by Lawrence Meyers | January 17, 2014 1:26 pm
Don’t get me wrong, I think Wynn Resorts (WYNN) CEO Steve Wynn is one of the greatest businessman in the history of America. He’s a legend in Las Vegas and for good reason. Like his competitors, Wynn broke ground in Macau ages ago, and has been reaping the rewards ever since.
However, there are macroeconomic issues that concern me about gaming, even though Macau now pulls in seven times the revenue that Las Vegas does. There’s excessive optimism priced into WYNN stock. I’ve written in the past that enough variables exist in gaming to make WYNN stock a trading vehicle, not an investing vehicle.
The issue with resort-casinos as investments is that, regardless of their geographical location, these are businesses that depend too much on the whims of individuals. The hotel/resort side of the equation is dependent upon both the health of the world economy so that tourism remains robust, and that a given resort is considered a “go-to” property.
WYNN always strives to be one of the top resorts regardless of where the hotels are located, but that’s is ultimately subject to the whimsical tastes of tourists.
When Vegas really took off in the early 1990’s, I would go several times a year, and watch how one hotel would be hot and then lose its cool factor as the next new place opened. Tourists can be very fickle in this regard, and that means an investor is gambling on something unquantifiable when it comes to WYNN stock.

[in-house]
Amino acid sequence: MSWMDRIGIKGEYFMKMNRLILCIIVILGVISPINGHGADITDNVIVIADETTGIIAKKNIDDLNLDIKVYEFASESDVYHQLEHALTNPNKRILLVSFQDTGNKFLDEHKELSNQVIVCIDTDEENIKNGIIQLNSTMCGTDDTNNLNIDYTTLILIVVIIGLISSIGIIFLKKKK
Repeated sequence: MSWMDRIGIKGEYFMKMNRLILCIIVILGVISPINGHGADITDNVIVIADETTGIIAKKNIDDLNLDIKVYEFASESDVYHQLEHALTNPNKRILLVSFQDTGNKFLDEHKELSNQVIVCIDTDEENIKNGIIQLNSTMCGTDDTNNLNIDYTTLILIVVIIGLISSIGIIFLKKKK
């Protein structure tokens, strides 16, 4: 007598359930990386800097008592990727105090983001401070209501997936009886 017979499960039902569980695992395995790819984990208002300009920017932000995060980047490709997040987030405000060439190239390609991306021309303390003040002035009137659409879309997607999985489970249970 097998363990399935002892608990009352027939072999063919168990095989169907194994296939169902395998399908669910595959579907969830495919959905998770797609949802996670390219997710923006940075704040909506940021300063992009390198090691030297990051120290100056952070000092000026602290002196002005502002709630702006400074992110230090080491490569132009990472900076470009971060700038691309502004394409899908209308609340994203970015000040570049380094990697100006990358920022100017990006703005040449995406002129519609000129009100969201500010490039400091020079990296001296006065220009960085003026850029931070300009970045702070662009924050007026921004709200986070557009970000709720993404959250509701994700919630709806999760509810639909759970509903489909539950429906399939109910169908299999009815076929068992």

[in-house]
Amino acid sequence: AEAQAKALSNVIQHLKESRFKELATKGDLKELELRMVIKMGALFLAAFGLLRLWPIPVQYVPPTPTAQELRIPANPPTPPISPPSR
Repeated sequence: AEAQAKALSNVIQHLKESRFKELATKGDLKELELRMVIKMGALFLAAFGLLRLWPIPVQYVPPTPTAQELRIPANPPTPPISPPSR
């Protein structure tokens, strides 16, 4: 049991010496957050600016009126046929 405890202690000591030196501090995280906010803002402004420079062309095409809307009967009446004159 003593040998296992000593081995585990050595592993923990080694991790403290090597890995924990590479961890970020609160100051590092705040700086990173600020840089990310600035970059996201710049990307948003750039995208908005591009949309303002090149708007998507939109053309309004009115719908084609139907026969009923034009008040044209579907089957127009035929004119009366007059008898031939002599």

That takes me to the global economy in regards to WYNN. The entire world is overleveraged. All the growth of the past fifty years has come from borrowing. Economies are rotting from the inside out. Even a minor economic shock to any given country that use Macau and Vegas as tourist destinations could set back both resort and gaming revenue.
Sure, the house stacks the gaming odds in its favor, but lower volume means lower revenue. Resort-casinos are tourist destinations, so they are equally if not more economically sensitive than business hotels — another uncertainty built into WYNN stock.
The other problem with WYNN stock is that it is difficult to assign a valuation to it, because EPS ebbs and flows with a lot of volatility. EPS rose during FY13 from $5.26 per share to $7.13 per share, an increase of more than 33%. Yet analysts only see 7% EPS growth in FY14. So is WYNN stock deserving of a 33x multiple, or a 7x multiple, or something in between?
WYNN trades at 27.5x Fy14 estimates. It doesn’t appear that FY13 operating cash flow will exceed that of FY12, so what is the “right” price for the stock? It’s too difficult to say, and that’s why I can’t suggest WYNN as an investment.
However, that inability to peg a valuation is exactly why I think WYNN stock is a trading stock. Right now, it’s at its all-time high. With all of these aforementioned uncertainties, there’s no way I would pay $210 per share. If you hold WYNN stock, you should sell it now.
It’s also the kind of stock where I would employ some technical analysis to assist with buy and sell points. In my opinion, I’d wait for a 50% retracement of the gains it has made since it bottomed in 2012 around $94, so look to re-enter around $150. And if you are particularly aggressive, you could even go short WYNN stock in anticipation of that retracement.
Just keep WYNN stock away from your long-term holdings.
As of this writing, Lawrence Meyers did not hold a position in any of the aforementioned securities. He is president of PDL Broker, Inc., which brokers financing, strategic investments and distressed asset purchases between private equity firms and businesses. He also has written two books and blogs about public policy, journalistic integrity, popular culture, and world affairs. Contact him at firstname.lastname@example.org and follow his tweets @ichabodscranium.
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